Experts discuss the legal viewpoint on how the pandemic has impacted construction contracts and how to avoid disputes, in this Place North West podcast sponsored by law firm Kuits Solicitors.
Charlie Tomlinson, head of construction, engineering and energy for Kuits, and Mark Bond, director of quantity surveying infrastructure at construction consultancy Walker Sime, set out how developers and contractors should prepare for the future, and what protections contracts should include.
The coronavirus pandemic has caused disruption across the industry, with many developers and contractors halting work on sites in the first few weeks of lockdown, causing project delays. As companies start preparing for the lifting of restrictions following announcements last week, there are still so many unanswered questions – of which the legal aspects are key.
Questions asked in this episode:
- What do the restrictions on movement and social distancing mean from a legal perspective? Are they regarded as law?
- Force majeure has been widely touted as a contractual solution to the crisis, but is it likely to succeed as a contractor’s remedy to delay and disruption?
- What other clauses might the contractor rely upon under standard forms of construction contract?
- What can contractors do to prepare claims if necessary, and what are the essential components of a successful claim?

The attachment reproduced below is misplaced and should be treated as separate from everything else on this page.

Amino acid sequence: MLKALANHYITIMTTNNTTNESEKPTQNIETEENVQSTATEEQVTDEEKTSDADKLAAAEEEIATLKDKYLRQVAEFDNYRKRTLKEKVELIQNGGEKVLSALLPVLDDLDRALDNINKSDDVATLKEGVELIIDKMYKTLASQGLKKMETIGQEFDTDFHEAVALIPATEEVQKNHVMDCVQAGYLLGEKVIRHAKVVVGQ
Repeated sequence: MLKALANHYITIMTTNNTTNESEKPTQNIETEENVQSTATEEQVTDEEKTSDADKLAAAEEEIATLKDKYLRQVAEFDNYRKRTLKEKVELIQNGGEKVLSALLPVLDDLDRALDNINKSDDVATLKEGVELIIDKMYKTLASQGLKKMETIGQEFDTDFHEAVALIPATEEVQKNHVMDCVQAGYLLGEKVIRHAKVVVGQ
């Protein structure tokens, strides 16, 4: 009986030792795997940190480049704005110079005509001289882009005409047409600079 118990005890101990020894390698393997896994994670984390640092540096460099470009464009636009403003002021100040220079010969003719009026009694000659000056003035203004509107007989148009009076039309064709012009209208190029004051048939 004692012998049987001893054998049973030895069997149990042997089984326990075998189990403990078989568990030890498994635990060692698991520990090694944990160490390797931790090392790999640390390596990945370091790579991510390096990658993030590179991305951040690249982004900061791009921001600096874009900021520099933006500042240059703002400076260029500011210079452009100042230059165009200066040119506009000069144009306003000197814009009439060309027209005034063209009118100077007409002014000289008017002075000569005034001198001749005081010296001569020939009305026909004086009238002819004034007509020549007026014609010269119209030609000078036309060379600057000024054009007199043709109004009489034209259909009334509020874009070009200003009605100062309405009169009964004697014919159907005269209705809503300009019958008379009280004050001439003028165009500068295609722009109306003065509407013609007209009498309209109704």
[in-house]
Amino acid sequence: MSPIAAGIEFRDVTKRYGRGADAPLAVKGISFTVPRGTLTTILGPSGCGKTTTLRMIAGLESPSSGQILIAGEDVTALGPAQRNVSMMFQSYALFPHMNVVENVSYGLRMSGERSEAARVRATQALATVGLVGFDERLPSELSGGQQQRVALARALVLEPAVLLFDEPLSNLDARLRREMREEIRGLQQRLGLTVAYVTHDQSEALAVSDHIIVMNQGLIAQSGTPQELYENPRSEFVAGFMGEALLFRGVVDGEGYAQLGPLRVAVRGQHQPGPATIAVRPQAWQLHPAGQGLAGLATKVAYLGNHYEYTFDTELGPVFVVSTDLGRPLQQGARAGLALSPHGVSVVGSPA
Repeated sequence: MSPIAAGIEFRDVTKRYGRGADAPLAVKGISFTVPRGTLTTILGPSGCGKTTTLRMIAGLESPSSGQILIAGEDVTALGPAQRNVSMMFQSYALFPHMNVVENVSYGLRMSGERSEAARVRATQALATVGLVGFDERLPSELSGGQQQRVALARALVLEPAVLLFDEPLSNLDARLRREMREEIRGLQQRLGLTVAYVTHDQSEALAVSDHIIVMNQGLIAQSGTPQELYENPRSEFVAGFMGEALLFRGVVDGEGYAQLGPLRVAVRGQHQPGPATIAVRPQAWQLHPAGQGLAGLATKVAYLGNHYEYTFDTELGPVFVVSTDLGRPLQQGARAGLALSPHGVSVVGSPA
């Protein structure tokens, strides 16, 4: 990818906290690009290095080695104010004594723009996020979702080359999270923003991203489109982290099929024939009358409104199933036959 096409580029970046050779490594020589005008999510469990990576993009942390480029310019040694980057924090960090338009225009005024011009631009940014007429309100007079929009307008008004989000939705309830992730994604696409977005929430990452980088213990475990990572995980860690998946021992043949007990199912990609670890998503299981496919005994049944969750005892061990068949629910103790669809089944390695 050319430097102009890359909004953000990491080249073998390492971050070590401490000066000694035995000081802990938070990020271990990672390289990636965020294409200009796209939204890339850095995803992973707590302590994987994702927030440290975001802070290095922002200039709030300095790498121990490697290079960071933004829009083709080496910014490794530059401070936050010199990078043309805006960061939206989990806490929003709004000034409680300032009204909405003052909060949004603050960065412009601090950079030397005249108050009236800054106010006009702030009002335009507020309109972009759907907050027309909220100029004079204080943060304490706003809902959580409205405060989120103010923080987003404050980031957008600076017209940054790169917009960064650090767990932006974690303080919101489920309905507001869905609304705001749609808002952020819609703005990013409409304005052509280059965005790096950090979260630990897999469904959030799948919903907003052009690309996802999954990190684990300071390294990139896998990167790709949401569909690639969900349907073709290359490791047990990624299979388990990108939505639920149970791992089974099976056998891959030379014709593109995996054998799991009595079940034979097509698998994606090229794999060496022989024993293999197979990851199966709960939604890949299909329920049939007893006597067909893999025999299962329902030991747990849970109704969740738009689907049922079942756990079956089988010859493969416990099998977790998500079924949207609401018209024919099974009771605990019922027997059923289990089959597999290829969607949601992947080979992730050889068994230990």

- What effects will the pandemic have on new construction contracts or those about to commence on site?
- The Government’s social distancing measures are not enshrined in legislation, and are unlikely to be so, as ministers prefer a ‘light touch’ regulatory approach to avoid slowing the economy further
- There are advantages of certain contractual clauses in terms of freeing parties from obligations, such as having to complete a project within a specified timeframe, but how they are applied must be carefully assessed
- Lodging legal cases is timely and costly and the best way to resolve disputes is through arbitration, rather than court action. However, the volume of disputes will undoubtedly have risen during the pandemic
- Parties involved in planning future development projects must ensure contracts are drawn up to be flexible and include sufficient protections, taking into account lessons learned from the pandemic
Charlie and Mark will be running a follow-up discussion via Zoom to give developers, contractors and other industry experts the opportunity to ask questions and share opinion and best practice on the topic. To register interest in this session, visit eventbrite or email firstname.lastname@example.org